Glowing, Glowing, Glowing, . . . . Gone?

Phosphorescence

As the brief description noted, phosphorescence requires the excitation of an electron in the material's crystal structure to an energy level where it will stay for a while - a metastable state. The process can also involve energy transfer between the crystal and extrinsic states coming from the presence of "impurity" atoms in the crystal structure. (Sometimes, the impurity atoms are put into the crystal structure just for this kind of purpose.) Phosphorescence, as a quantum process, involves at least three electronic states of the atom.

Once in a metastable state, the electron cannot return directly back to its ground, or lowest, energy state. The indirect transition that has to occur is less likely to take place and the electron remains in the metastable state for a longer time. It will transition back to its ground state, releasing its excess energy as visible light when it does so. The probability law that describes this time behavior is governed by a kind of average state lifetime - or half life τ. (The half life is the time needed, on average, for half of the electrons to return to their ground state. It is a statistical result from a large sample of such atoms.)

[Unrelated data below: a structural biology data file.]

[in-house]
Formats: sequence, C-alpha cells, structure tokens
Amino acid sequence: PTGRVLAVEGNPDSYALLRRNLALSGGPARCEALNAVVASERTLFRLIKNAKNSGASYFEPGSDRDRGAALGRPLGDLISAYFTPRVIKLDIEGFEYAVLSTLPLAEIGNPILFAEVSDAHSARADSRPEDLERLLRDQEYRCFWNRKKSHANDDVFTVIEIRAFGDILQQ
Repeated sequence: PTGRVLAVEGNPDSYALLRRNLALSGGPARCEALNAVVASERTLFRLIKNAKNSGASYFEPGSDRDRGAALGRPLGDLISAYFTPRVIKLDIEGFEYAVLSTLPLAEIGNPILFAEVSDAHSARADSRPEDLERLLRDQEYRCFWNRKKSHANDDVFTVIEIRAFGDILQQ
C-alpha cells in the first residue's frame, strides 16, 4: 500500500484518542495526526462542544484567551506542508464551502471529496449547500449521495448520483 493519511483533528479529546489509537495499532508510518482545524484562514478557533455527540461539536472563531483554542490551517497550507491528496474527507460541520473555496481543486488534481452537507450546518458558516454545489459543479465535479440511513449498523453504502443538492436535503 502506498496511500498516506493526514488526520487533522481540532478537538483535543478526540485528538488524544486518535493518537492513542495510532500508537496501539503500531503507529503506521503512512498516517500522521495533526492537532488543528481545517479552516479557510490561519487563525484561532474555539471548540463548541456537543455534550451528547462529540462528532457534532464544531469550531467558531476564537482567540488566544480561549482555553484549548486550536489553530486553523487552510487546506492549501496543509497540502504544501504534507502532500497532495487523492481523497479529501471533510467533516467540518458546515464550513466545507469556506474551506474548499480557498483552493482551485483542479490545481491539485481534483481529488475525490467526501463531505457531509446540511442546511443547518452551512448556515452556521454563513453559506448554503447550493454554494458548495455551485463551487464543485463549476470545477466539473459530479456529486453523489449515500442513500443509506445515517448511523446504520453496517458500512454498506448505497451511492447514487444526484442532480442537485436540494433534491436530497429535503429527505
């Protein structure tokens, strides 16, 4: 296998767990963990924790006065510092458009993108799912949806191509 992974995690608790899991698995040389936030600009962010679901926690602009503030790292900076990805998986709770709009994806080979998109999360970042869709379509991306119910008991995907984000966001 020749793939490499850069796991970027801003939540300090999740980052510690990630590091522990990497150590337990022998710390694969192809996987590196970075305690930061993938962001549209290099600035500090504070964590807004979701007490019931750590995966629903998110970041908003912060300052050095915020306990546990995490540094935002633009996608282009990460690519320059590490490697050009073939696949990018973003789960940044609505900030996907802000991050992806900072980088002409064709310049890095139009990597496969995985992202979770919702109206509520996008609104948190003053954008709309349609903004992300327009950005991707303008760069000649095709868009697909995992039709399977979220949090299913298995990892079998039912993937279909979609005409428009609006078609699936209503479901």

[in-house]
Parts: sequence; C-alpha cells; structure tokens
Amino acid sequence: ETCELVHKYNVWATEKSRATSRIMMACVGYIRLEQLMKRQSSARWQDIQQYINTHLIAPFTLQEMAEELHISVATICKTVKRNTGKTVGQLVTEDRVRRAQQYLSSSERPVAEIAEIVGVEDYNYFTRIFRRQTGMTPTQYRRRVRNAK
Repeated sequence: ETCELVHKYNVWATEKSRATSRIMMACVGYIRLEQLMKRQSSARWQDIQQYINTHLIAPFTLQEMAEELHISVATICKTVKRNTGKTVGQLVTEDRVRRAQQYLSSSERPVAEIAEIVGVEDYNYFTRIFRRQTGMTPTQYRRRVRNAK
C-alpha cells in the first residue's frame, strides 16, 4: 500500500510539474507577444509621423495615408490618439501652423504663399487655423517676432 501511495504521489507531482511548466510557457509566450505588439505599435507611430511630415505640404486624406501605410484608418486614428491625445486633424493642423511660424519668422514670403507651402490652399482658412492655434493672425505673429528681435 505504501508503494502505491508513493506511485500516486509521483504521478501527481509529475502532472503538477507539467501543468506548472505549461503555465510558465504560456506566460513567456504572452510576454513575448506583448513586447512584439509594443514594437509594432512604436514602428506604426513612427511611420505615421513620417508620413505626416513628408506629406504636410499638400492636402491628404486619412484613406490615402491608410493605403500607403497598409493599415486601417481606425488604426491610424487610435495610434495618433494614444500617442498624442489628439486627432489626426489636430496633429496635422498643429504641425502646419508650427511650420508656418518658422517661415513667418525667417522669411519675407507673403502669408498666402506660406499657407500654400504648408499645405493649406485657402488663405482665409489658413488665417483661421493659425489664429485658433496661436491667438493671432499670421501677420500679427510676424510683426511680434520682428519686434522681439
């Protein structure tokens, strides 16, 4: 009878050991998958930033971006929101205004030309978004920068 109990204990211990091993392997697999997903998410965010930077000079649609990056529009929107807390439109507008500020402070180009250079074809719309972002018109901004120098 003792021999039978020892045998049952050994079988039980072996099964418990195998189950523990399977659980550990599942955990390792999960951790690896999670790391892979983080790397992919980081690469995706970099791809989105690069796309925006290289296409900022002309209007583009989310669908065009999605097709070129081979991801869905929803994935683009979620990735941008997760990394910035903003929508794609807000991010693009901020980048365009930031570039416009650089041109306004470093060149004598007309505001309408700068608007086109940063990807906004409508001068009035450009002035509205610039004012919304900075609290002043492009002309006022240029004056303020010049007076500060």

As the population of electrons in the metastable state decreases with time, the likelihood of actually seeing a transition back to the ground state also decreases. This means that the phosphorescent glow is brightest just after the excitation source is turned-off, and that it decreases with time. If there is only one half life (only one metastable process involved), the brightness of a phosphor at constant temperature will vary as

I = I0 e-t

Real phosphor materials can be more complicated, involving several metastable processes and their respective half lives. Among other uses, these materials produce the glow in the dark objects we are familiar with. Glow in the dark objects get their excitation energy from the ultraviolet light that is part of normal sunlight or most artificial lighting. While we can't see the ultraviolet light, it supplies more energy to the atom than is given off by the visible phosphor glow.

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